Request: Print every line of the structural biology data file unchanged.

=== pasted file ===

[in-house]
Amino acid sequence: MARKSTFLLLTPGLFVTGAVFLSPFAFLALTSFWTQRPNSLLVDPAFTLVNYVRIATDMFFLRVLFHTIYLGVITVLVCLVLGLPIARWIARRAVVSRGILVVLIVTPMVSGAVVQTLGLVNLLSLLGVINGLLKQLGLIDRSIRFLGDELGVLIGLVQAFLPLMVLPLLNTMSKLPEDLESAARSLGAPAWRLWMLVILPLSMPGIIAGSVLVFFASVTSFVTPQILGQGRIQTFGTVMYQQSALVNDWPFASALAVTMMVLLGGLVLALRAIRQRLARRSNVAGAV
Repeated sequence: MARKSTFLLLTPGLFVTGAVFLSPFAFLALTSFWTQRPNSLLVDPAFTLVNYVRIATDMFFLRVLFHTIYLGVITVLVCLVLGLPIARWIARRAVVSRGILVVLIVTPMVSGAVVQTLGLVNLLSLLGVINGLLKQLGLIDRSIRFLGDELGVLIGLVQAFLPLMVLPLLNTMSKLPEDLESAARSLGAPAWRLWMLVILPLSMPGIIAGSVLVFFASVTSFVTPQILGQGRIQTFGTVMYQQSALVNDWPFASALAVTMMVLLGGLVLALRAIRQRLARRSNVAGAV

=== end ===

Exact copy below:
[in-house]
Amino acid sequence: MARKSTFLLLTPGLFVTGAVFLSPFAFLALTSFWTQRPNSLLVDPAFTLVNYVRIATDMFFLRVLFHTIYLGVITVLVCLVLGLPIARWIARRAVVSRGILVVLIVTPMVSGAVVQTLGLVNLLSLLGVINGLLKQLGLIDRSIRFLGDELGVLIGLVQAFLPLMVLPLLNTMSKLPEDLESAARSLGAPAWRLWMLVILPLSMPGIIAGSVLVFFASVTSFVTPQILGQGRIQTFGTVMYQQSALVNDWPFASALAVTMMVLLGGLVLALRAIRQRLARRSNVAGAV
Repeated sequence: MARKSTFLLLTPGLFVTGAVFLSPFAFLALTSFWTQRPNSLLVDPAFTLVNYVRIATDMFFLRVLFHTIYLGVITVLVCLVLGLPIARWIARRAVVSRGILVVLIVTPMVSGAVVQTLGLVNLLSLLGVINGLLKQLGLIDRSIRFLGDELGVLIGLVQAFLPLMVLPLLNTMSKLPEDLESAARSLGAPAWRLWMLVILPLSMPGIIAGSVLVFFASVTSFVTPQILGQGRIQTFGTVMYQQSALVNDWPFASALAVTMMVLLGGLVLALRAIRQRLARRSNVAGAV